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The Planet

Judge Protects Eastern Trees

By Sarah Wootton

Mt. WachussetMount Wachusett, home to 375-year-old yellow birches and 300-year-old red oaks, will be spared the effects of a proposed ski-area expansion that called for clear-cutting in the buffer zone of an old-growth forest.

Mt. Wachusett, the highest point in central and eastern Massachusetts, is part of the Wachusett Mountain State Reservation, a 2,000-acre park that was designated in 1899. The area houses 225 acres of old-growth forest - the second largest stand in the state - and provides habitat for dozens of species, including migratory hawks and hundreds of plants.

In a precedent-setting decision on July 24, Massachusetts Superior Court Judge Robert J. Kane ruled against the state's Department of Environmental Management, which had approved the expansion. The ski resort's plans included developing and widening of several slopes, resulting in large areas being clearcut.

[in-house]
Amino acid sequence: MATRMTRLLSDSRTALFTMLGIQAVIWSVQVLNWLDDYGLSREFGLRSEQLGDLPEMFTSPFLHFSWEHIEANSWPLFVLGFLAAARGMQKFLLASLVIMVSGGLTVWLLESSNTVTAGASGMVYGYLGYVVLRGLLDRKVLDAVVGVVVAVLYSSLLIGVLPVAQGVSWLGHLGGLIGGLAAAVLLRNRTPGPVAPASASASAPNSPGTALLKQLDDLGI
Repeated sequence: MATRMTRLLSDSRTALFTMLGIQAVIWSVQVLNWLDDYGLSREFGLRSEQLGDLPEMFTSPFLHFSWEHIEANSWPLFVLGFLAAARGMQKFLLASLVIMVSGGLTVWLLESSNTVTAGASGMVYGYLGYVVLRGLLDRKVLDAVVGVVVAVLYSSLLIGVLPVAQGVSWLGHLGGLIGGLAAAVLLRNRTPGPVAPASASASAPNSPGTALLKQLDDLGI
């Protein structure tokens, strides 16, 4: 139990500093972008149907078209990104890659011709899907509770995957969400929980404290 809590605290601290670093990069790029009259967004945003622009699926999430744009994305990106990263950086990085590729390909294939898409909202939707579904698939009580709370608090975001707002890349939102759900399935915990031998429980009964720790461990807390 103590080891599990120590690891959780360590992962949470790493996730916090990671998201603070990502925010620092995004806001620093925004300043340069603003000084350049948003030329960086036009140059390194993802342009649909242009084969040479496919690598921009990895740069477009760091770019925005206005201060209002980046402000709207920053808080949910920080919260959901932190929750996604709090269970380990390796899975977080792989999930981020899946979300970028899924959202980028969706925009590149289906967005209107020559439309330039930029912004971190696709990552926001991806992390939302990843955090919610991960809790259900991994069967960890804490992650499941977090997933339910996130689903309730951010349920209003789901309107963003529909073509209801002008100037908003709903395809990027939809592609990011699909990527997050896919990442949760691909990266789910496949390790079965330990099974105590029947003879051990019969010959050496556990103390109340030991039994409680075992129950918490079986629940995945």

The lawsuit, initiated in 1999 after the agency approved the Wachusett Mountain Associates' plan to expand the ski area, was spearheaded by the Sierra Club and Watchdogs for an Environmentally Safe Town, known as WEST. The groups' attorney, Tom Bracken, scoured seven years' worth of the agency's administrative records, finding flaws and discrepancies.

"Tom spent hours and hours going over the records with a fine-toothed comb," said James McCaffrey, director of the Massachusetts Chapter. "We didn't realize how much he would find - including the point that the proposed plan was inconsistent with the agency's own mission. That argument really resonated with the judge."

The judge said the agency didn't adequately consider alternatives that might have been more environmentally friendly. And, importantly, he agreed with the Club that the idea of expanding the ski resort, diminishing public space in the process, was inconsistent with the agency's mission to protect the state's public parks.

"The decision - a rare example of a ruling against an agency's environmental process and conclusion - will protect the old-growth forest in the state park," said McCaffrey.

The Wachusett Mountain Associates has appealed the decision to the state's Appeals Court.

Photo courtesy Gordon S. Brownell

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